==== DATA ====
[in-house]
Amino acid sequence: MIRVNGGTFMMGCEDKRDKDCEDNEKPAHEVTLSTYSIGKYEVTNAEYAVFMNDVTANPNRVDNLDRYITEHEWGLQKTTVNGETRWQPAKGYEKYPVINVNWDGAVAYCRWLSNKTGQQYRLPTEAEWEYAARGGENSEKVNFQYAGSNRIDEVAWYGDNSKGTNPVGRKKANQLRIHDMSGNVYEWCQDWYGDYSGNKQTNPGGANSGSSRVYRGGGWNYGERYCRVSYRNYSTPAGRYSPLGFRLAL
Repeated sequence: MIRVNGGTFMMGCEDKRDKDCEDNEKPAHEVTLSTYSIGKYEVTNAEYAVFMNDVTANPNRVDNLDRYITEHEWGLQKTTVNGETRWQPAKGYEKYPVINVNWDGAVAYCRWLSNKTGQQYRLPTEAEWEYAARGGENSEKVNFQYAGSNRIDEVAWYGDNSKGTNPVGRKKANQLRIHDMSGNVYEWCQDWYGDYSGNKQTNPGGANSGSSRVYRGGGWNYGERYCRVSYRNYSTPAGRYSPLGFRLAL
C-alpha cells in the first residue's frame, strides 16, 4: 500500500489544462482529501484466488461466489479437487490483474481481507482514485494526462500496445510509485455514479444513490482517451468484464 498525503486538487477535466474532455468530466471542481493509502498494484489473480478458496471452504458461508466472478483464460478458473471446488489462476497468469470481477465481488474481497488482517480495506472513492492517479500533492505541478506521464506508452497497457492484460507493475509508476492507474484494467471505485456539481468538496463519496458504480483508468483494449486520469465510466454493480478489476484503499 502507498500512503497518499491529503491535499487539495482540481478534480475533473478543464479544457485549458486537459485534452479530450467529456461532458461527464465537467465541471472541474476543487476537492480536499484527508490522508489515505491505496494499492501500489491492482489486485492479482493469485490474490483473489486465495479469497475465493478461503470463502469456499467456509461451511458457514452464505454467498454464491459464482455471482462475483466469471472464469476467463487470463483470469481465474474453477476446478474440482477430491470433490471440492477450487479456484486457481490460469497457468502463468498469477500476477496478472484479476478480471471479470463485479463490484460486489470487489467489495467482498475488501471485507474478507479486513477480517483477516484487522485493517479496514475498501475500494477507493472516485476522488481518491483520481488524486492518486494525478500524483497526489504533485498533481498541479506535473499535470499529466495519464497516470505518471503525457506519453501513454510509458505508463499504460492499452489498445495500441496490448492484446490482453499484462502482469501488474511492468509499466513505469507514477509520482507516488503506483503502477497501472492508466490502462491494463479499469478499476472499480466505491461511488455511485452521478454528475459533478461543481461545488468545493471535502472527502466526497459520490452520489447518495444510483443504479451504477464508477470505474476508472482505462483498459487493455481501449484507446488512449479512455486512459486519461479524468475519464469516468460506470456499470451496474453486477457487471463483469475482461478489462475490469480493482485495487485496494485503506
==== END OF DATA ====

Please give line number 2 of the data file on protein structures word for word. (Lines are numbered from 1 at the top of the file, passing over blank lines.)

Amino acid sequence: MIRVNGGTFMMGCEDKRDKDCEDNEKPAHEVTLSTYSIGKYEVTNAEYAVFMNDVTANPNRVDNLDRYITEHEWGLQKTTVNGETRWQPAKGYEKYPVINVNWDGAVAYCRWLSNKTGQQYRLPTEAEWEYAARGGENSEKVNFQYAGSNRIDEVAWYGDNSKGTNPVGRKKANQLRIHDMSGNVYEWCQDWYGDYSGNKQTNPGGANSGSSRVYRGGGWNYGERYCRVSYRNYSTPAGRYSPLGFRLAL